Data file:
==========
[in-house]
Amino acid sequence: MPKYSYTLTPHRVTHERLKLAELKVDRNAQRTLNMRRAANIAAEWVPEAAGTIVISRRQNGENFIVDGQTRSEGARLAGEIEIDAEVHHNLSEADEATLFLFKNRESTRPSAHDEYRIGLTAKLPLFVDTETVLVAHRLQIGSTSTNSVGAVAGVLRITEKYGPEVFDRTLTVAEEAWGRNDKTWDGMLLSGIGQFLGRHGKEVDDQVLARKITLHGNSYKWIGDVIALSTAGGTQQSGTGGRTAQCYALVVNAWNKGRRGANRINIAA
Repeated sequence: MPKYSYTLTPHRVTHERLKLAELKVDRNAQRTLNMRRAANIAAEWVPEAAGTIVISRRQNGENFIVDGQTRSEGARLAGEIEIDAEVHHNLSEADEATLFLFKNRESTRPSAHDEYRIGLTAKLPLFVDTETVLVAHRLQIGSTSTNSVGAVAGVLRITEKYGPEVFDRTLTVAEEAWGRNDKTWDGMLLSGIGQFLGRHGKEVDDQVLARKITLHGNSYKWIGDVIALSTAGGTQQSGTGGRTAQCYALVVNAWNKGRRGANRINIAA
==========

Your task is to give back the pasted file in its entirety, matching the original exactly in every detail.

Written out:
[in-house]
Amino acid sequence: MPKYSYTLTPHRVTHERLKLAELKVDRNAQRTLNMRRAANIAAEWVPEAAGTIVISRRQNGENFIVDGQTRSEGARLAGEIEIDAEVHHNLSEADEATLFLFKNRESTRPSAHDEYRIGLTAKLPLFVDTETVLVAHRLQIGSTSTNSVGAVAGVLRITEKYGPEVFDRTLTVAEEAWGRNDKTWDGMLLSGIGQFLGRHGKEVDDQVLARKITLHGNSYKWIGDVIALSTAGGTQQSGTGGRTAQCYALVVNAWNKGRRGANRINIAA
Repeated sequence: MPKYSYTLTPHRVTHERLKLAELKVDRNAQRTLNMRRAANIAAEWVPEAAGTIVISRRQNGENFIVDGQTRSEGARLAGEIEIDAEVHHNLSEADEATLFLFKNRESTRPSAHDEYRIGLTAKLPLFVDTETVLVAHRLQIGSTSTNSVGAVAGVLRITEKYGPEVFDRTLTVAEEAWGRNDKTWDGMLLSGIGQFLGRHGKEVDDQVLARKITLHGNSYKWIGDVIALSTAGGTQQSGTGGRTAQCYALVVNAWNKGRRGANRINIAA